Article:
Write Automated Tests

An ex colleague reached out recently to probe my experience in building, maintaining and reporting with automated test frameworks. I have authored and helped design three large testing frameworks over the years. I am not a guru, but what follows is a series of articles highlighting the principles I hold dear, not just because of their simplicity, but because they are rules to live by. Automated testing is important, useful and within the reach of every developer, in every language.

Before we can do much with a test framework, we need to be on the same page about the importance of testing.

Principle #1 – Write Automated Tests

At my first software engineering job, I was brought on to help test a huge application that had a tremendous amount of importance and I had absolutely no idea how to start. The team would hand me thousands of pages of formal specification documents, direct me to issue trackers, forward me email threads and then sick me on the application to confirm elements were working as advertised. I read specification after specification, found myself working long hours just to stay afloat and ultimately, after an 80-hour week, I folded.

There had to be a better way!

Manually testing from highly technical specifications is inherently complicated. The assumption is that we are all human, and thus flawed. Our brains go numb to the subtle details, our minds skip implicit assertions for lack of interest or context. It is a losing battle from the onset, and one that no one can win.

  • We all forget things,
  • Some of these things are very important,
  • Apologies only go so far

After failing to find a number of major issues with the application, I turned to my whiteboard and looked at the problem from a different angle. To avoid these issues in other contexts, most of us turn to tools: bug trackers like Mantis or Redmine; project trackers like Asana, Trello for JIRA; Calendars for scheduling. Each of these tools helps with organization and formalizing. What would it look like to formalize a specification into something testable?

When the user logs in, they should see the file download link to an authorized build of the toolkit.

I had already been looking at the specifications for such statements but they didn’t typically come in this form so I hadn’t noticed the common structure. I spent a couple of hours pulling out the obvious examples, where the specifications had been structured as above, and dumped them into an excel document and to my amazement — my week-long testing session had a ton of overlap! There were only 5 classes of user, they performed very similar actions and permissions were overlapped between the classes. With some simple collation, I cut my time down to just over two days.

Most applications start off small, only a couple dozen test cases that can be executed in a matter of minutes when Compilation has completed. Over time, even the most innocent of applications will evolve into a tightly connected jumble of thoughts and intentions. As the application grows, this tight coupling is a major source of heartache and pain since subtle modifications to the code can have rippling effects.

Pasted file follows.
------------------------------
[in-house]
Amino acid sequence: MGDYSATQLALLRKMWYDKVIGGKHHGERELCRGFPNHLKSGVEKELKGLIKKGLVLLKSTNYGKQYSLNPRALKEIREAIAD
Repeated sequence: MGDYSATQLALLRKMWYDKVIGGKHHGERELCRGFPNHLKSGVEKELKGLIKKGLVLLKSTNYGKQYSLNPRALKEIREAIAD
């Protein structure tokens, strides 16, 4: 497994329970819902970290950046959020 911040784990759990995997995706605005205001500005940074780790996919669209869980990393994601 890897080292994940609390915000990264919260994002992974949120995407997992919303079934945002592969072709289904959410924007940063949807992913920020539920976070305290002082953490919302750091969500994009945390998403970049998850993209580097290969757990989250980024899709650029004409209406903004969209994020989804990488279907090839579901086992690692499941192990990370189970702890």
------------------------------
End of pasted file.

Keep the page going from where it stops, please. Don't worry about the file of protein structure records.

It is not uncommon for there to be thousands of tests for an application. They vary in complexity, some tests being navigation based or checking for specific text strings on the page while others require a specific type of user to execute a number of actions that are inter dependent and exhaustive. At this job, I was one of a small team of testers, so our work was divided and it took me 8 to 10 days to execute a regression prior to optimizing for duplicated actions. In reality, it was taking the company approximately 3 man-months to complete the regression which was needed for our quarterly release.

A man-day is 8 hours of a person testing. A man-month is 30 such days.

Over the course of a year, that adds up to a healthy price tag on testing our work. One entire engineer worth of salary was paid to test the application. Believe it or not, this is extremely common. A recent client was averaging more than 20 man-months to complete their regression.

Even with finding my optimization, the full regression was only able to save 20% of the time to execute the full regression because most of the tests were still unique.

Leveling Up

I went home to think it through and while parked on my couch, I remembered a saying from my Perl course – CPAN has a module for everything. By the time I was back in the office, I had written a simple test harness using a web browser to march through our website. It was rudimentary at best, without much in the way of visuals and the test cases were explicitly written, but it would report a simple red Fail when the application had issues or a bright green Pass if everything went well. The best part was that 2 days of work resulted in cutting the execution time of my portion of the regression down to 12 seconds. Clearly, there is an argument to be made for automation being beneficial.